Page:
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DOD, NASA, and GSA Release Proposed Rule Affecting Contracts Under SBA’s 8(a) Program

Agnes P. Dover

Agnes P. Dover,

Washington, D.C.

Marta A. Thompson

Marta A. Thompson,

Washington, D.C.

07 February 2014
On Monday, February 3, 2014, DOD, NASA and GSA released a rule proposing several substantive changes to the Federal Acquisition Regulation (FAR) provisions governing the Small Business Administration’s (SBA) 8(a) Business Development program.  See 77 Fed. Reg. 6,135.  The 8(a) Business Development program assists small, disadvantaged companies break into the marketplace by setting aside small sole-source contracts for 8(a) participants and encouraging participants to form joint ventures and teams with other contractors in order to bid competitively on larger prime contracts.  Specifically, the rule proposes to add new FAR sections addressing issues such as protesting an 8(a) participant’s eligibility and size status, the procedures for requesting a formal size determination, and rules that apply to 8(a) participants that exit the program.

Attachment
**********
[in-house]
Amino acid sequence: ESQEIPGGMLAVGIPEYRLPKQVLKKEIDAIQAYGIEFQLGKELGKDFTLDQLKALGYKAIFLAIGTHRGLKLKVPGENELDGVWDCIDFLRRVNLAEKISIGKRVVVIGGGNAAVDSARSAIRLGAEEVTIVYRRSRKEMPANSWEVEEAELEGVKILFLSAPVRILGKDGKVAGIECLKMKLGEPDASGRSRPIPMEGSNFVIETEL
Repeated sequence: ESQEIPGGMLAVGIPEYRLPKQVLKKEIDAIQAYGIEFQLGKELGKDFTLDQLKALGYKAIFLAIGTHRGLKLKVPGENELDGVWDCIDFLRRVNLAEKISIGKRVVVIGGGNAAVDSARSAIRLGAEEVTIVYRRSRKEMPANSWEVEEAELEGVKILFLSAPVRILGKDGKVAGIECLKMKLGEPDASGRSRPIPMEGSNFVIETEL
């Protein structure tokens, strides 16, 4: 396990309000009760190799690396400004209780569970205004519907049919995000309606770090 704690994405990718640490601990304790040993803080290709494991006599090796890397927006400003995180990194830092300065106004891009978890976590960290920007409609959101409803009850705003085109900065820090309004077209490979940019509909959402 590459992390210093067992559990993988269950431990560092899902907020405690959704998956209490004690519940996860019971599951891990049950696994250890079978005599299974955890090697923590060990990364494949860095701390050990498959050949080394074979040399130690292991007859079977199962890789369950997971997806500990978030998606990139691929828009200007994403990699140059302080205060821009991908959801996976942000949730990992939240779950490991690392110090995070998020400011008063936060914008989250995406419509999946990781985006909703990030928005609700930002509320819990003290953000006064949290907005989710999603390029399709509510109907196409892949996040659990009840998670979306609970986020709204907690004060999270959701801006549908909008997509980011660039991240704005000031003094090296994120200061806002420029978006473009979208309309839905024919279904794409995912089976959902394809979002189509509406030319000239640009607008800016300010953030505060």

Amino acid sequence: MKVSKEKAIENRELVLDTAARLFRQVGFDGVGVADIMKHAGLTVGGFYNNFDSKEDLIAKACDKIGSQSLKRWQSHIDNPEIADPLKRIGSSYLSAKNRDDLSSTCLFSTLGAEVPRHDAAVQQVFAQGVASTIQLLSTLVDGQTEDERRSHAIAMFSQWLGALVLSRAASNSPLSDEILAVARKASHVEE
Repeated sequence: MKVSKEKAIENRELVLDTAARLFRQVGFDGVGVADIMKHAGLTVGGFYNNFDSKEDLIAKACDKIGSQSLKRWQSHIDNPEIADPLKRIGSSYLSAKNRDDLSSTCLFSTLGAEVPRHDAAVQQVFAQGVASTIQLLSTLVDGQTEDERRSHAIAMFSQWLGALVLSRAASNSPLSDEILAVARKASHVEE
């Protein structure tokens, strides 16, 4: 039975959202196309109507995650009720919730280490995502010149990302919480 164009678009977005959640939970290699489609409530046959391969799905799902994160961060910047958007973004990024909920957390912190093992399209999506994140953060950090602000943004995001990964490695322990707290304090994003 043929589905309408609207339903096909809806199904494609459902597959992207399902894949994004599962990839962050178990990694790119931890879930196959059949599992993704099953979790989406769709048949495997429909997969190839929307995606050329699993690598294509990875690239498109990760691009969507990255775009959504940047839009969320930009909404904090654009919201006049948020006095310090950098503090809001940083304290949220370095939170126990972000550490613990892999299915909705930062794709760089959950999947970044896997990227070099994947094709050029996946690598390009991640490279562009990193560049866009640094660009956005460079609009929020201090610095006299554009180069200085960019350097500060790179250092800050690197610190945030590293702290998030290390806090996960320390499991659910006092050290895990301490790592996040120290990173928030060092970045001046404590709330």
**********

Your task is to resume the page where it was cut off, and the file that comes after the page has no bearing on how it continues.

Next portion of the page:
With regard to the protest regulations that apply to 8(a) procurements, the proposed rule adds FAR Sections 19.813 and 19.814, which inform that an unsuccessful 8(a) offeror may not protest the size or eligibility of an awardee of an 8(a) sole-source contract.  Rather, unsuccessful offerors have recourse to request a formal size determination from SBA, which may lead to a determination of ineligibility by the SBA.  However, the size of an 8(a) awardee in a competitive procurement may be protested by an offeror provided that the protester was not eliminated for reasons unrelated to size.

The proposed rule also creates FAR Section 19.816, which states that contractors that exit the 8(a) program will no longer be eligible to receive new 8(a) contracts.  Similarly, if an 8(a) participant is suspended, it will be ineligible until the contracting agency determines that it is in the Government’s best interest to end suspension and the SBA agrees with this determination.  The SBA may suspend a participant from the 8(a) program where there is information showing that the participant is not eligible or the participant’s conduct shows a lack of business integrity (e.g. submission of false statements in an 8(a) application).

Companies may submit final comments on the proposed rule by April 4, 2014.  The proposed rule may be accessed here.

Agnes P. Dover

Agnes P. Dover,

Washington, D.C.

Marta A. Thompson

Marta A. Thompson,

Washington, D.C.

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